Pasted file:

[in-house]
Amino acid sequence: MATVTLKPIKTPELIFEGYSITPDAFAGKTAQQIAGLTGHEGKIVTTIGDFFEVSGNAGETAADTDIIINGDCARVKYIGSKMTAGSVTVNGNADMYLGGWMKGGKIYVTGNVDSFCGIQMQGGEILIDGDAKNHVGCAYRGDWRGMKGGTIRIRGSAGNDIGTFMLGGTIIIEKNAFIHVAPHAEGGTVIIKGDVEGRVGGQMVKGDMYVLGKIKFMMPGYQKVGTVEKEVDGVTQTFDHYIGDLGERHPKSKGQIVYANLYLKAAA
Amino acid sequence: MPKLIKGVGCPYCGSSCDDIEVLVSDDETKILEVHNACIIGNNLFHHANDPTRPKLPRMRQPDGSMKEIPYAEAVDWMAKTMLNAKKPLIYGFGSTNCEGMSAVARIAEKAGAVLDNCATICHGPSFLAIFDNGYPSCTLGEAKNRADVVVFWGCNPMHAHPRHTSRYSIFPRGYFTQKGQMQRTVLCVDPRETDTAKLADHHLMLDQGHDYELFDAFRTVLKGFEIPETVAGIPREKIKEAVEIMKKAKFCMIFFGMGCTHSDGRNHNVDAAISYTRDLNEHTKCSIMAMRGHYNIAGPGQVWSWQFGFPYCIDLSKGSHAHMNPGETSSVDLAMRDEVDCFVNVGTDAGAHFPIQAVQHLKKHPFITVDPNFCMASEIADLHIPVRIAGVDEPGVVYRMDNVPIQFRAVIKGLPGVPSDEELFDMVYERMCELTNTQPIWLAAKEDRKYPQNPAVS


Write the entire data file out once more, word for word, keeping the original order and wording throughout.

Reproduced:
[in-house]
Amino acid sequence: MATVTLKPIKTPELIFEGYSITPDAFAGKTAQQIAGLTGHEGKIVTTIGDFFEVSGNAGETAADTDIIINGDCARVKYIGSKMTAGSVTVNGNADMYLGGWMKGGKIYVTGNVDSFCGIQMQGGEILIDGDAKNHVGCAYRGDWRGMKGGTIRIRGSAGNDIGTFMLGGTIIIEKNAFIHVAPHAEGGTVIIKGDVEGRVGGQMVKGDMYVLGKIKFMMPGYQKVGTVEKEVDGVTQTFDHYIGDLGERHPKSKGQIVYANLYLKAAA
Amino acid sequence: MPKLIKGVGCPYCGSSCDDIEVLVSDDETKILEVHNACIIGNNLFHHANDPTRPKLPRMRQPDGSMKEIPYAEAVDWMAKTMLNAKKPLIYGFGSTNCEGMSAVARIAEKAGAVLDNCATICHGPSFLAIFDNGYPSCTLGEAKNRADVVVFWGCNPMHAHPRHTSRYSIFPRGYFTQKGQMQRTVLCVDPRETDTAKLADHHLMLDQGHDYELFDAFRTVLKGFEIPETVAGIPREKIKEAVEIMKKAKFCMIFFGMGCTHSDGRNHNVDAAISYTRDLNEHTKCSIMAMRGHYNIAGPGQVWSWQFGFPYCIDLSKGSHAHMNPGETSSVDLAMRDEVDCFVNVGTDAGAHFPIQAVQHLKKHPFITVDPNFCMASEIADLHIPVRIAGVDEPGVVYRMDNVPIQFRAVIKGLPGVPSDEELFDMVYERMCELTNTQPIWLAAKEDRKYPQNPAVS